Review: Hero of the Kingdom: The Lost Tales 1

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Review copy provided by developer via Curator Connect

When a series loses its way, I’m always eager to see if the developers learn from their mistakes. I was incredibly eager to see this after Hero of the Kingdom III, because even with the love I bear for the first two games, the third was a massive disappointment for me. I’m not sure if that feeling was the consensus, and after finishing The Lost Tales here, it seems that the developers might not have felt they needed to change much since last time. There are enough improvements to get me through this bite-sized adventure, but not enough to give me confidence that the Hero of the Kingdom series will remain a favorite of mine.


You are a lone wanderer, emerging from the wilderness for the first time in god knows how long only to discover a town in the grip of fear. A dragon has been terrorizing the lands, burning homes to ash and devouring livestock. A young orphan named Brent has dreams of felling the beast and earning his place among the people, but all these dreams earn him is ridicule. With nothing better to do, you set about helping Brent on his quest, and in doing so help the people of town with their many, many, many problems. You’re also sure to turn up some dark secrets in your journey, and perhaps find that the villain of this story is not who you think.

It’s true, there’s a neat little twist near the end of this tale, but for the most part it’s a perfectly boilerplate quest to slay a dragon. The other Hero of the Kingdom games got by with generic quests to save family by inserting lots of fun twists and turns along the way, and also by varying up the many, many, many problems you have to solve through trading. That’s not the case with The Lost Tales, sadly, because the plot remains almost perfectly predictable, and your chores never extend past the most common of fantasy tasks. Gone are the quests to settle unquiet ghosts or construct your own tallship, leaving you to farm crops, mend fences, and kill many, many, many critters.


This was the big thing that killed the third game for me, the absolutely inexorable grind of monsters between you and anything of any interest. The Lost Tales gets frightfully close to a similar grind, but doesn’t really pitch towards it near the last quarter and still breaks it up a bit with other tasks. You’re also not on such razor-sharp margins of resources here, meaning you can stock up heavily on potions and power-restoring food to make barreling through a cave of spiders or a marsh of crocodiles go that much faster. One welcome improvement in this installment is a wider variety of ways to get common resources, such as alternate crafting routes in addition to centrally-placed vendors.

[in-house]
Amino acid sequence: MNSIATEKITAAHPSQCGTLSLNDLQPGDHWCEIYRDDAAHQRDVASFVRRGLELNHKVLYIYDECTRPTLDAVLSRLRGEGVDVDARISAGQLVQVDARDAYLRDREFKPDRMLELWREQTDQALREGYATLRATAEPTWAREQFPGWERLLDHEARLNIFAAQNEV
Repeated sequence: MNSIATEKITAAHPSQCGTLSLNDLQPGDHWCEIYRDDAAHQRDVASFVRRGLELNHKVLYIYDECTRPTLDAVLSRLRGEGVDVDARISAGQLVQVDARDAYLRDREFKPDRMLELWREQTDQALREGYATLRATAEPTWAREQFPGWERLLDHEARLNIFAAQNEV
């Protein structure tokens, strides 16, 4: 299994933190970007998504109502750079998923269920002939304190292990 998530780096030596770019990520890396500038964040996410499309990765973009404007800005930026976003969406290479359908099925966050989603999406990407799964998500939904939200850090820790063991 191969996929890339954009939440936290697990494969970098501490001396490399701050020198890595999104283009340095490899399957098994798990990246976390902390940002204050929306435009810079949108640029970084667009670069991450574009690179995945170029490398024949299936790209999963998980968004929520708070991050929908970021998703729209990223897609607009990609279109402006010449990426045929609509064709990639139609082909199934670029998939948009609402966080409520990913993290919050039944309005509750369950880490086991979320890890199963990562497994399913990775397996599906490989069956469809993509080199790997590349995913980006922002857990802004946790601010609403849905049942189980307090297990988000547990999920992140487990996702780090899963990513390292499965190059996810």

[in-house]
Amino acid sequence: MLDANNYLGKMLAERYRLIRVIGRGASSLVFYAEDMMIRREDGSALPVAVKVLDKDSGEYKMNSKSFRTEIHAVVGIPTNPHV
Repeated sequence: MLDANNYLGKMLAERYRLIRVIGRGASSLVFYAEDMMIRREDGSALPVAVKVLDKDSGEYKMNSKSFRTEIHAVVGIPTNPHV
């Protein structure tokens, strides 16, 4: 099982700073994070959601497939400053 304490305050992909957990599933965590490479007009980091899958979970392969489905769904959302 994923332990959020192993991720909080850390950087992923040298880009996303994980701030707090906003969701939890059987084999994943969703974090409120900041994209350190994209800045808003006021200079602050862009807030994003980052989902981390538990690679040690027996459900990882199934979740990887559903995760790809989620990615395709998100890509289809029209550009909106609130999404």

It’s also easy to keep track of all the NPCs and services here, because the world you have to explore is really, really small. This will no doubt be a disappointment to fans of the other games, but The Lost Tales is very noticeably smaller than its predecessors, barely clocking in at 3 hours for a 100% clear. I’ll admit this does help keep the monster grinds from wearing out their welcome, but it does make the generic quests and lack of variety sting that much more. You’d think with a game of such limited scope they might take the story or mechanics in new, more interesting directions, but this is easily the most uninspired of the series, as well as the smallest.


If it sounds like I’m not really selling The Lost Tales here, then I’ve pretty much gotten across how I feel about it. After two fantastically fun and chill experiences in the first two games and a huge disappointment in the third, this one kinda lands with a big, unremarkable thud. That being said, I’m not going to recommend against it. I got through it, and I enjoyed it a bit, which is more than I can say for the last game. But really The Lost Tales is here for people who absolutely need more Hero of the Kingdom right now, and don’t expect much for their trouble. If this is the where the series is going, then the first two games might be more happy accidents than marks of something great. I can only hope that the developers are aspiring to more with whatever follows.

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